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Behavioral Economics, Patient Engagement and Thought leadership in the press



Thu Apr 13, 2017

How Behavioral Economics Can Produce Better Health Care

A more complete view of human behavior seems necessary for more effective medicine. Health is fundamentally the product of myriad daily decisions made by doctors and patients, and by uncovering what truly motivates us, we may be able to nudge one another toward wiser decisions and healthier lives.

Mon Feb 20, 2017

The Promise of Behavioral Economics for Health

The promise of behavioral economics for health is that many of the same messages, incentives, and choice structures used so effectively to lure people into situations where they may be exploited can be redirected to attract them to healthier choices that improve their well-being. Health programs are more likely to be successful if designed not based on how perfectly rational people ought to make health decisions but on how humans actually make them.

Tue Jan 31, 2017

The Secret To Weight Loss (According To Behavioral Economics)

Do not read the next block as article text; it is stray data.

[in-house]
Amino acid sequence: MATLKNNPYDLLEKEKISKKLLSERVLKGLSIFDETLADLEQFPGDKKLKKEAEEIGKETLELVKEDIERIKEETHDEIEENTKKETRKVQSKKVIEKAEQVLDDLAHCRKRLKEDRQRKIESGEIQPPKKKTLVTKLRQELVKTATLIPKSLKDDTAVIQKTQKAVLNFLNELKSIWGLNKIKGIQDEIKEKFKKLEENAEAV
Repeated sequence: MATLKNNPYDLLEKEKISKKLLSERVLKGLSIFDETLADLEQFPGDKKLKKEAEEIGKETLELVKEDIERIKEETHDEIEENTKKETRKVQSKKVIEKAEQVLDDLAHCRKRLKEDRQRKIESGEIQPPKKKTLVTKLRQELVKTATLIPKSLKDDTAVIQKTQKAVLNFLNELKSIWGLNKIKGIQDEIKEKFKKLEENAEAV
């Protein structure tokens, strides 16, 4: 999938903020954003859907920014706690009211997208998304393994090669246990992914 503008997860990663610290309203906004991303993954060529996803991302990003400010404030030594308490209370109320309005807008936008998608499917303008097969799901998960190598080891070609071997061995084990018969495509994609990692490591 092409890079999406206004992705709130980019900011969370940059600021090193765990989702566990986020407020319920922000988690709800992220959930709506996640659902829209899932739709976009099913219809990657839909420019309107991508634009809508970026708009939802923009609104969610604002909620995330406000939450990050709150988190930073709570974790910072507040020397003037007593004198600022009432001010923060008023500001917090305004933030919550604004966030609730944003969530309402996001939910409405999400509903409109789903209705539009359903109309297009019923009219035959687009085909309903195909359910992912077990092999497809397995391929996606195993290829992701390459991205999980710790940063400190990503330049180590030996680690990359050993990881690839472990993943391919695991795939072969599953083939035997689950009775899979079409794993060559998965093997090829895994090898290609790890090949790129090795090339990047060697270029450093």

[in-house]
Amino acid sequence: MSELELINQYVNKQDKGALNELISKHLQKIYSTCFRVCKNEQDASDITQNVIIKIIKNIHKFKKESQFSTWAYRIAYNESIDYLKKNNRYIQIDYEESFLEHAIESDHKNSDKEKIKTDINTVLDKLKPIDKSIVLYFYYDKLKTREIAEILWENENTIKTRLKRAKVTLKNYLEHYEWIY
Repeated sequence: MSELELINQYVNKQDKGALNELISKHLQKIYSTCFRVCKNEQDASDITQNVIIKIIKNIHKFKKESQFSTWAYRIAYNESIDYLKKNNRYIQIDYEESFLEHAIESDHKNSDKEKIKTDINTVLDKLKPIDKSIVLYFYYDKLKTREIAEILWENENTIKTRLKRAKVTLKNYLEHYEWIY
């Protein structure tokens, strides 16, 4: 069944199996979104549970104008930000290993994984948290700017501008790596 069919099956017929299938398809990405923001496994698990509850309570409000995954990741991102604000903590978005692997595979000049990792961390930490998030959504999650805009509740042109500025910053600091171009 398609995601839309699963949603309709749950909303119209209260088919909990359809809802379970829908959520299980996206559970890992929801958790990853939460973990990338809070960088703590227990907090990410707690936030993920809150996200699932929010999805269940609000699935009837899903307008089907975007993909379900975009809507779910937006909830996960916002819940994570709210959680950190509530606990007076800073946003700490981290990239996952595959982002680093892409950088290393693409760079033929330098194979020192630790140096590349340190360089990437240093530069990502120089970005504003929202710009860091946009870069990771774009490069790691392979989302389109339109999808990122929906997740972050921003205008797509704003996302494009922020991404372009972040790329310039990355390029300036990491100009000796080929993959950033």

The real problem here is not economics or behavioral economics or psychology. It is obesity. Losing weight is insanely hard to do. And keeping weight off is even harder.

Thu Dec 29, 2016

Engineering Social Incentives for Health

Health care organizations, newly focused on population outcomes, can develop and test social interventions for advancing health. Given the increasing evidence that behavior is contagious, there’s good reason to believe that such models could work. You are more likely to smoke if people close to you smoke — and more likely to quit if they quit. Yet most health care interventions are designed for the individual. For some time, doctors have recognized that some patients’ social connections have a beneficial effect on their health. Now, doctors and hospitals can develop new approaches to prescribe social engagement for everyone else.

Tue Jun 7, 2016

Text Messaging Proves Successful in Monitoring Postpartum Hypertension

A team at the University of Pennsylvania Perelman School of Medicine is harnessing the convenience of smartphones, wireless blood pressure monitoring technology, and electronic health records (EHRs) to more closely monitor the blood pressure of post-partum patients after they go home from the hospital.